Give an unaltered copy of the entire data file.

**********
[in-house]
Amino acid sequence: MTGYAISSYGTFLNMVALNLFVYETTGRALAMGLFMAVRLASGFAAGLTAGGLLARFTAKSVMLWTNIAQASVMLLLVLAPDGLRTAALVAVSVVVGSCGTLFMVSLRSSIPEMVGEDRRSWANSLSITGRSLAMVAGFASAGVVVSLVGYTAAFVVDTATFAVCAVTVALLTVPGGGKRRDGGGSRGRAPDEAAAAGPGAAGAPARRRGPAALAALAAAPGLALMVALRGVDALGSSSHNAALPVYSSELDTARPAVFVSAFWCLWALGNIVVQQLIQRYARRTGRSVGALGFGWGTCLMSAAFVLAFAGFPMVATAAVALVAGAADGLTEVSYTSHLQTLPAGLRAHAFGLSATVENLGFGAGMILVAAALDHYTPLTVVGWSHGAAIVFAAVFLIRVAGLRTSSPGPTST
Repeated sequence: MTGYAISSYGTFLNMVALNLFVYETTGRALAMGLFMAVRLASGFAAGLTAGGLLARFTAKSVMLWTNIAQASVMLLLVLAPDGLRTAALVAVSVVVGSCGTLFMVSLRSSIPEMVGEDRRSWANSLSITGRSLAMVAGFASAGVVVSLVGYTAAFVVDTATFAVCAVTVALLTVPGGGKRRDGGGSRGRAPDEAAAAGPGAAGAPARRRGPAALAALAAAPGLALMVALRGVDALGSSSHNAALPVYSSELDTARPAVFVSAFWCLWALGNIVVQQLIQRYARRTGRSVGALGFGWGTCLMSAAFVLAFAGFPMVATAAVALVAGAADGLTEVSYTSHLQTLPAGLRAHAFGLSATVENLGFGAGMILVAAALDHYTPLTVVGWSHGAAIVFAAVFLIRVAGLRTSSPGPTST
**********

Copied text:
[in-house]
Amino acid sequence: MTGYAISSYGTFLNMVALNLFVYETTGRALAMGLFMAVRLASGFAAGLTAGGLLARFTAKSVMLWTNIAQASVMLLLVLAPDGLRTAALVAVSVVVGSCGTLFMVSLRSSIPEMVGEDRRSWANSLSITGRSLAMVAGFASAGVVVSLVGYTAAFVVDTATFAVCAVTVALLTVPGGGKRRDGGGSRGRAPDEAAAAGPGAAGAPARRRGPAALAALAAAPGLALMVALRGVDALGSSSHNAALPVYSSELDTARPAVFVSAFWCLWALGNIVVQQLIQRYARRTGRSVGALGFGWGTCLMSAAFVLAFAGFPMVATAAVALVAGAADGLTEVSYTSHLQTLPAGLRAHAFGLSATVENLGFGAGMILVAAALDHYTPLTVVGWSHGAAIVFAAVFLIRVAGLRTSSPGPTST
Repeated sequence: MTGYAISSYGTFLNMVALNLFVYETTGRALAMGLFMAVRLASGFAAGLTAGGLLARFTAKSVMLWTNIAQASVMLLLVLAPDGLRTAALVAVSVVVGSCGTLFMVSLRSSIPEMVGEDRRSWANSLSITGRSLAMVAGFASAGVVVSLVGYTAAFVVDTATFAVCAVTVALLTVPGGGKRRDGGGSRGRAPDEAAAAGPGAAGAPARRRGPAALAALAAAPGLALMVALRGVDALGSSSHNAALPVYSSELDTARPAVFVSAFWCLWALGNIVVQQLIQRYARRTGRSVGALGFGWGTCLMSAAFVLAFAGFPMVATAAVALVAGAADGLTEVSYTSHLQTLPAGLRAHAFGLSATVENLGFGAGMILVAAALDHYTPLTVVGWSHGAAIVFAAVFLIRVAGLRTSSPGPTST